Wednesday, July 27, 2011

Walking Sticks

I don't mean the type that serves as an aid to walking either - I'm taking about the insects.  Some of the largest insects are walking sticks.  They are found in tropical and subtropical regions around the world.  Although they don't bite, they do have defenses to protect themselves from pretadators.  As their name implies they can act like a stick, even falling to the ground and playing dead for long periods of time.  Some walking sticks may also release an irritating chemical (can make a person's eyes water if they touch them after getting the substance on them).  Numerous studies have also shown that a male and female paired are in a better position to fight together - they combine their efforts to fend off attackers, allowing both to live longer. 

This pair hung out at our front door this week - literally on the door facing, so we got a front row seat to their mating show. 
walking stick female (large) with male
Obviously they are working on producing fertilized eggs, and they were in this position for several hours.  I've also read that staying coupled together for longer periods is for their benefit as well - more eggs.  According to one of my bug books - mating should be in August - well since the weather lately is so unusual - guess everything else in the cycle of life is a little off. 

I had grown up thinking that the female will then eat the male, but I couldn't confirm that during my really quick research confirmation.  Walking sticks are also considered decent pets - think I'll pass.  I'm not squeamish about bugs, but I think some wild things should be left wild.  Walking sticks aren't seen as often, so I tend to think that we are killing them during our attempts at mosquito and other bug/insect control.  Whenever I do see one hanging out on an area that could be dangerous for them - I do relocate them (moved one from the horse cross-tie area just this week). 

Sunday, July 24, 2011

My Backyard

I wish I could blame the hot dry weather for the state of my backyard, but I have to admit I had something to do with it as well -- or rather the lack of my involvement had an impact.  Since the hurricane a few years ago, parts of the backyard have become wildish areas.  But on the positive side, critters, insects, etc. have been spotted that I don't usually see.  On the negative side, dewberry plants are trying to take over too (and winning in some places - darn those things are hard to kill).  I took a quick walk around the yard this morning just to see if anything was alive & moving about.  I was surprised at what I found - a couple of green anoles (they are always around), a blooming soft green eyes (officially a native wildflower, not a "weed"), a few cicada skins (empty & dry) and a few new blooms on my lemon tree - and not to leave out - a few mosquitoes (guess that whopping .45 inches of rain this week really perked everything up.  Here are a few pictures from my morning walk.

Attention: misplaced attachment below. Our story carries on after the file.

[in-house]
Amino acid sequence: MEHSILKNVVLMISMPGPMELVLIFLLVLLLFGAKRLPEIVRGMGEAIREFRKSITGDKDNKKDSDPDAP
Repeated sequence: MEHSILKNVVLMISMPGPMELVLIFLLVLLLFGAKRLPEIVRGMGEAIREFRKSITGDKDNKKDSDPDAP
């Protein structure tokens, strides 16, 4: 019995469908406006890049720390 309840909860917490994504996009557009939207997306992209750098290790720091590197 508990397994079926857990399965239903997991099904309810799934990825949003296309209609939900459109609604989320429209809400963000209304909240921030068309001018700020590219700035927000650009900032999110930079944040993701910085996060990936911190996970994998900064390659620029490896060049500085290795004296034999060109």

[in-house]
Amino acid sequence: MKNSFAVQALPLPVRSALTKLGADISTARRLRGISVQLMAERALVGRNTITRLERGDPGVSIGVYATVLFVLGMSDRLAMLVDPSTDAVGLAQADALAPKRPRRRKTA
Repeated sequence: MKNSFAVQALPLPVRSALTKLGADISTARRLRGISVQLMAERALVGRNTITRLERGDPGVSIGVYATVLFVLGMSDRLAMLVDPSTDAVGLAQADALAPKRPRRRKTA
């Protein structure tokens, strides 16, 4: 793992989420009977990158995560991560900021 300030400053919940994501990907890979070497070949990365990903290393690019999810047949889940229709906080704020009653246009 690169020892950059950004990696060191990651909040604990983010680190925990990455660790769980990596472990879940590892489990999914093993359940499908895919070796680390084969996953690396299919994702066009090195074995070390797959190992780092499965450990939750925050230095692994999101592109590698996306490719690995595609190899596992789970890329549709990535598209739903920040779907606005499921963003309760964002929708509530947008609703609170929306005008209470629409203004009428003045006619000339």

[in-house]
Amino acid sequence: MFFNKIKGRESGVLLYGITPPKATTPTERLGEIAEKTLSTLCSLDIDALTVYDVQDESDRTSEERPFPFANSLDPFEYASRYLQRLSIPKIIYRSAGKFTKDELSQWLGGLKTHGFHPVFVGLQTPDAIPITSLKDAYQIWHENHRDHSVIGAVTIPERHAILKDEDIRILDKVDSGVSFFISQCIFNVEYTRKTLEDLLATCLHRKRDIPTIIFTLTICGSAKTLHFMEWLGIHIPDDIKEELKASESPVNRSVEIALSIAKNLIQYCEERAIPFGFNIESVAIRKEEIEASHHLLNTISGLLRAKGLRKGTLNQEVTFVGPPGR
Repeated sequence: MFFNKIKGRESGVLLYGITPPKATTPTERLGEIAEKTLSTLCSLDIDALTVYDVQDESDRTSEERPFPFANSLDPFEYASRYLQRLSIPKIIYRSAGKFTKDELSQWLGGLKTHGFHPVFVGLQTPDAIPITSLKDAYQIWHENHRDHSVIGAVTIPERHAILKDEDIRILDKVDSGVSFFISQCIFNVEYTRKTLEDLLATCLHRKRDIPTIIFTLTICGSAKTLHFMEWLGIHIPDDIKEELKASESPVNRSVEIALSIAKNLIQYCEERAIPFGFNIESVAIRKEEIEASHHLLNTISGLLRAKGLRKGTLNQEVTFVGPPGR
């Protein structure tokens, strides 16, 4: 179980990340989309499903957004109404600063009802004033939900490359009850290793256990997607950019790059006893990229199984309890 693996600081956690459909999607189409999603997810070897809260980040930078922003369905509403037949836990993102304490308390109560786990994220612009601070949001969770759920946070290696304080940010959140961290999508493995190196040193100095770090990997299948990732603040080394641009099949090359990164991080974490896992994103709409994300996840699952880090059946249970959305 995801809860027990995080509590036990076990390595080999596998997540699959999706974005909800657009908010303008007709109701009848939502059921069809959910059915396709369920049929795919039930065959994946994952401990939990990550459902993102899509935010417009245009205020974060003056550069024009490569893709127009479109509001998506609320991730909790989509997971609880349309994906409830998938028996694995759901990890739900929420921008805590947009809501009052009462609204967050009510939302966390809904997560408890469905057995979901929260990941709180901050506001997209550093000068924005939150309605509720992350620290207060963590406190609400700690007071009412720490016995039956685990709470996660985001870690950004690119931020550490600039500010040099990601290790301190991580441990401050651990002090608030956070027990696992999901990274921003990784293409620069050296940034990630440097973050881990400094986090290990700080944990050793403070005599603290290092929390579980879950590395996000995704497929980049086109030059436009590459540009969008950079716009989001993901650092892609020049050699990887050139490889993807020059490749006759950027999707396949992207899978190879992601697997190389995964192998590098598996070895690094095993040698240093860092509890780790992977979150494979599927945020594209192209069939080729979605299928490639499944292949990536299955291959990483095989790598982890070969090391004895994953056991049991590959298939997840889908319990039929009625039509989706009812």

soft green eyes

green anole

cicada skin
lemon tree bloom

Wednesday, July 20, 2011

Let's Talk About the Weather

Yes, I'm talking about the weather again. although usually talking about the weather is what people do to make small talk or old-timers do to pass the time of day.  However, around my state/region it is serious - seriously dry and hot.  Areas/counties are now in what is classified as an exceptional drought (one that occurs about every 50-100 years).  We have received 1/10th of the precipitation that we should have by this time of year which equals to over 10 inches behind.  Mix in a long period of high pressure and we've got hot and dry.  One local news source compared the area to the Sahara Desert - saying our actual rainfall amounts have been about the same.  Here are some stats:

average rainfall amount:  5.35 inches
actual rainfall received:     .90 inches
highest temperature:          100 degrees - on June 5th (when it is technically still the spring season)

average rainfall amount:  4.78 inches
actual rainfall received:    1.47 inches (as of this posting)
highest temperature:           98 degrees - (guess all that extra rain cooled us down a bit)

My kids & I actually spent some time out in the rain this week - was kind of a different feeling getting wet outside instead of just in the shower.

Here are a couple of pictures showing the effects of the drought - one is the grass in my backyard (I don't usually water my yard especially when water rationing could become a reality) and the other is a dried up horse pond... interesting that the ever-present, invasive chinese tallow tree survives despite the dry, cracked dirt.